1. hookedhuntress profile image61
      hookedhuntressposted 5 years ago in reply to this

      Dim,

      I am a Christian that does not actually celebrate Easter but I must admit I do enjoy chocolate..even shaped like a bunny.

      tongue

      1. Greekgeek profile image96
        Greekgeekposted 5 years ago in reply to this

        It's a symbol from a different culture that means the same thing: the celebration of life and joy and innocence and resurrection and rebirth, with the quiet acknowledgement (don't tell the children!) that innocent lambs and bunnies sometimes die to help us live. In the old days, people were much more aware of cycles of life and death and the fact that we depend on other creatures' lives to live. (It was hard to be vegan back then.)

        Different culture, but the messages aren't really that incompatible. It depends on how much you want to reject native traditions from Europe in other to pick out a particular strand of Christianity... Which honestly wasn't settled on until hundreds and hundreds of years after Christ, and nearly all the rituals and traditions and holiday celebrations of Christianity developed later.

        The earliest Christian frescoes (which I have seen and studied) use very Easterish imagery, showing Christ as a beardless youth carrying lambs, surrounded by flowers and fruits and grain and young animals. A certain amount of imagery picked up from the Orphic cults and the resurrection cults of Dionysos no doubt.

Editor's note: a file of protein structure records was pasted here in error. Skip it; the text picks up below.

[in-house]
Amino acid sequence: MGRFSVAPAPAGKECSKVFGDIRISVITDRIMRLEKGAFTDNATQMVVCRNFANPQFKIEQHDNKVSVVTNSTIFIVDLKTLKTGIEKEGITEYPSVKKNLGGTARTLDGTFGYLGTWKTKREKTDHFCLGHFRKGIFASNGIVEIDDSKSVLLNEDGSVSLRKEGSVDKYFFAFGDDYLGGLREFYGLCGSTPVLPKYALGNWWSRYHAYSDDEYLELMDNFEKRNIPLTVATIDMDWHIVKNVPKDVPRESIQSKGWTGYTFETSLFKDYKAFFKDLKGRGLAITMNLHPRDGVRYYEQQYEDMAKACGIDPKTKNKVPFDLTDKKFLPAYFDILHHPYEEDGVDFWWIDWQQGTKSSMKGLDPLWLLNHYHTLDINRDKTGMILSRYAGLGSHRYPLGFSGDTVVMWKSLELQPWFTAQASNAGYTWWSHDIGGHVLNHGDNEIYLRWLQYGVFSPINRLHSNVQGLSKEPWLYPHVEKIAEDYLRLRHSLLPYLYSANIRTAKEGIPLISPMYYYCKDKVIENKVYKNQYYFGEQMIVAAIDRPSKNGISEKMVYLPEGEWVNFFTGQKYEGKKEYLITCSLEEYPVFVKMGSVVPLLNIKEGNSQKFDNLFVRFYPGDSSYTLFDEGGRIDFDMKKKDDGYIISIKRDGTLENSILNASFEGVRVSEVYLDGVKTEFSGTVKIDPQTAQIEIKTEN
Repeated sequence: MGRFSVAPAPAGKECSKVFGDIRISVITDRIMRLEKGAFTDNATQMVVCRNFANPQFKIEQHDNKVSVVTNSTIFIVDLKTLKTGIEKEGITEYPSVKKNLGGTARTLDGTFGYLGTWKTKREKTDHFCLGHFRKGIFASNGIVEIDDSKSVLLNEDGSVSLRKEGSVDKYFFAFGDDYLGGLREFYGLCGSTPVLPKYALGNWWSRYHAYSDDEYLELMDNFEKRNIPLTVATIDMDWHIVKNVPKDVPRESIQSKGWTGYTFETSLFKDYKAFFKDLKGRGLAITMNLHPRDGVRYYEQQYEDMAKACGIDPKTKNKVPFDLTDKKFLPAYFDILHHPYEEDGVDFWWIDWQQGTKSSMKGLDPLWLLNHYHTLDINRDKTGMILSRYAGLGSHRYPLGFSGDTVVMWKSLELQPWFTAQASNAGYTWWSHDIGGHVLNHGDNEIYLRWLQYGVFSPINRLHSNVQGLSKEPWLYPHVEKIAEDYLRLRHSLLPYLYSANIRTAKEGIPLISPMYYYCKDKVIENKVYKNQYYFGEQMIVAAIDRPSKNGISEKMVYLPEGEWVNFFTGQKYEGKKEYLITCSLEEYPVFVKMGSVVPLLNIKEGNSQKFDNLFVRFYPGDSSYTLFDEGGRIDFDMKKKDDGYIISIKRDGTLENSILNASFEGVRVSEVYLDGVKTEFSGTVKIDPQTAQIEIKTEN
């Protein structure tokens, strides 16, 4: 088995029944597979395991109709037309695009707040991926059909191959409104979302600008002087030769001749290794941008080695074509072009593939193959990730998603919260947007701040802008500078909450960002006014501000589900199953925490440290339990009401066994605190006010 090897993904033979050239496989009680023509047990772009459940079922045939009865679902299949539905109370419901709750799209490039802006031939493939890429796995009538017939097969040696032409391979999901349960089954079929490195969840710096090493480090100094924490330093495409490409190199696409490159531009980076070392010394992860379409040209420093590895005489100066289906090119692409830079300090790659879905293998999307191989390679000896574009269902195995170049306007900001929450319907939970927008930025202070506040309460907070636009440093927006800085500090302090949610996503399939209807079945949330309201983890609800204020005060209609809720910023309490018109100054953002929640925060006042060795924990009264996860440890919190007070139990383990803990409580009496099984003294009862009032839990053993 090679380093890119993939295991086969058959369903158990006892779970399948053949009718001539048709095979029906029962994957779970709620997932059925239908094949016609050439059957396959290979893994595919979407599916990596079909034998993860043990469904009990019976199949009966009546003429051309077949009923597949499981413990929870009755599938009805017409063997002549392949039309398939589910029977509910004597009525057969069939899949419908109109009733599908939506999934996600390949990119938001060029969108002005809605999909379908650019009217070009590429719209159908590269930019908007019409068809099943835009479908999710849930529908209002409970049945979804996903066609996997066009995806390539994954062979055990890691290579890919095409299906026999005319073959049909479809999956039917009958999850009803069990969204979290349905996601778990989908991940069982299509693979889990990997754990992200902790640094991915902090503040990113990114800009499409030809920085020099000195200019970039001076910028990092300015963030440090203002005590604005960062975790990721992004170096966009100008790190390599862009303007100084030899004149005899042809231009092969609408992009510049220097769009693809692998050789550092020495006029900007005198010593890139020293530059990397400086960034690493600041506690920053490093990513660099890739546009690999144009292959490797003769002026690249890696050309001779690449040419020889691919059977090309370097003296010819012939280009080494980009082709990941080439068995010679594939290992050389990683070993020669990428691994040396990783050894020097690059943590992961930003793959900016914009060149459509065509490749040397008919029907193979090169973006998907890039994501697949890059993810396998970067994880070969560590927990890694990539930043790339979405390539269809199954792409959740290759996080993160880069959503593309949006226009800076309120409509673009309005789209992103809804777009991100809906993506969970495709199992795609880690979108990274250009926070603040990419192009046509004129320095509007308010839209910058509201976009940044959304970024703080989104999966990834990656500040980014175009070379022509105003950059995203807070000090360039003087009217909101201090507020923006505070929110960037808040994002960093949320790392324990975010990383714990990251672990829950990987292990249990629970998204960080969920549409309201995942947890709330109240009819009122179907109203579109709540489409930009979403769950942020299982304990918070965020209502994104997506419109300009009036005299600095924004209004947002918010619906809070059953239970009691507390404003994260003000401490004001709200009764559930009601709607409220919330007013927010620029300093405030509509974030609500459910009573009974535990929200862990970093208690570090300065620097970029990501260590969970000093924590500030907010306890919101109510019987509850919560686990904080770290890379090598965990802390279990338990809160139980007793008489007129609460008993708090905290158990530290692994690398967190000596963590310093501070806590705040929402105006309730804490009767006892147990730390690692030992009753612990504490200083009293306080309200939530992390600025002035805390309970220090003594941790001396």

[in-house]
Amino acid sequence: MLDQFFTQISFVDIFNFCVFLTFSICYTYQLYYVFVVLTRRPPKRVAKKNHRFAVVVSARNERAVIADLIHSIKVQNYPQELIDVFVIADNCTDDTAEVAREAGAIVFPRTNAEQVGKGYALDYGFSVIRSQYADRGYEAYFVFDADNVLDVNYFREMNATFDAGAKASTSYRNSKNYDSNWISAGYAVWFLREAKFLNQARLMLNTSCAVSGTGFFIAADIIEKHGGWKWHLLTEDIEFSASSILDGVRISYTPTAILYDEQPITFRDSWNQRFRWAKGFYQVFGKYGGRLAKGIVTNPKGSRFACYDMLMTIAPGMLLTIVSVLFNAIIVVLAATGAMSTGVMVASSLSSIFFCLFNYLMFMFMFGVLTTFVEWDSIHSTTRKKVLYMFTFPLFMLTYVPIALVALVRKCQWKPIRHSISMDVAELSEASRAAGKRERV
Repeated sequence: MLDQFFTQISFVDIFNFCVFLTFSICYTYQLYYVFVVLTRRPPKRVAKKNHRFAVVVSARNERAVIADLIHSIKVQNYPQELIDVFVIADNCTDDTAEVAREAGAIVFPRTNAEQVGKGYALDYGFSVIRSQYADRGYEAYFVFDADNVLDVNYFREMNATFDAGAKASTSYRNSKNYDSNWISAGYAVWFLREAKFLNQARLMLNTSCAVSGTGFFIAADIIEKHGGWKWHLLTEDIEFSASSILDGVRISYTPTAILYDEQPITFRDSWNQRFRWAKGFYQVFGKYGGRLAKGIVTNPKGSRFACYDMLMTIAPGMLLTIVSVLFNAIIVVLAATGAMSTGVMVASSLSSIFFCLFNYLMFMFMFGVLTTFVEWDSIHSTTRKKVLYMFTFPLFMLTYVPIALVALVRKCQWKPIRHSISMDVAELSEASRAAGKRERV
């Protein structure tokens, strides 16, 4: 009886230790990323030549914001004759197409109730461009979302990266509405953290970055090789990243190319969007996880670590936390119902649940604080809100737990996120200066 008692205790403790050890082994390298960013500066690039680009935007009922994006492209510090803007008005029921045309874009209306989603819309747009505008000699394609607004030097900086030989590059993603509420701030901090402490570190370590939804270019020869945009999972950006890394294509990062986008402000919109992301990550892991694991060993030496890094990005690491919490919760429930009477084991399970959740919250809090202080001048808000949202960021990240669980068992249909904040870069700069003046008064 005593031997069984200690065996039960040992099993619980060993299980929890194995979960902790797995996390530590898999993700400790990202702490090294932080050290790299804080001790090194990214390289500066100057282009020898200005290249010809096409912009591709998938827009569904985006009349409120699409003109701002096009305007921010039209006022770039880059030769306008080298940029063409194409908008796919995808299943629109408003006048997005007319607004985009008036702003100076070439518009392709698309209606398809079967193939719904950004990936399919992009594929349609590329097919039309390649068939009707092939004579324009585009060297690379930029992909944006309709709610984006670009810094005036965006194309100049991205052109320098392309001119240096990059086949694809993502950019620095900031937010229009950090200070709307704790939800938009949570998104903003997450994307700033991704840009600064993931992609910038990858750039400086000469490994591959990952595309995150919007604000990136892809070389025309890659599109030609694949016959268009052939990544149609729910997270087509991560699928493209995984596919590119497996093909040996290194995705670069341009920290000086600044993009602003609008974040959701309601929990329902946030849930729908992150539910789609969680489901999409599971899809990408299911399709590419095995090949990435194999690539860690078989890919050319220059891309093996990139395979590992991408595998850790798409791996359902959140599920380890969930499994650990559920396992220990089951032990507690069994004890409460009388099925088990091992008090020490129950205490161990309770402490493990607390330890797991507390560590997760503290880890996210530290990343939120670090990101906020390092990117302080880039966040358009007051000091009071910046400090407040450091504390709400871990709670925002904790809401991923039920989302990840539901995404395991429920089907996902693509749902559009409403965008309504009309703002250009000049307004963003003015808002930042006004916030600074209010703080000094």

Cultures all over the northern hemisphere have rebirth-and-resurrection related religious traditions. It's that time of year.

        I've always had trouble drawing hard and fast distinctions between different European and Near Eastern religious traditions, knowing how much they say the same things and keep borrowing imagery, symbols, holidays and ritual elements from one another.

        I find it all vaguely reassuring, like a shared language... Until of course we get to fighting about whose bits are whose, and which ones are Evil.

        I can't see evil in an egg, for all that it's just a symbol invented by humans to express something we can't entirely put into words. But in one who would see an egg (or Easter bunny) as evil, I have my doubts.

        1. hookedhuntress profile image61
          hookedhuntressposted 5 years ago in reply to this

          Greekgeek,I really like what you said here,

          "I find it all vaguely reassuring, like a shared language... Until of course we get to fighting about whose bits are whose, and which ones are Evil.

          I can't see evil in an egg, for all that it's just a symbol invented by humans to express something we can't entirely put into words. But in one who would see an egg (or Easter bunny) as evil, I have my doubts."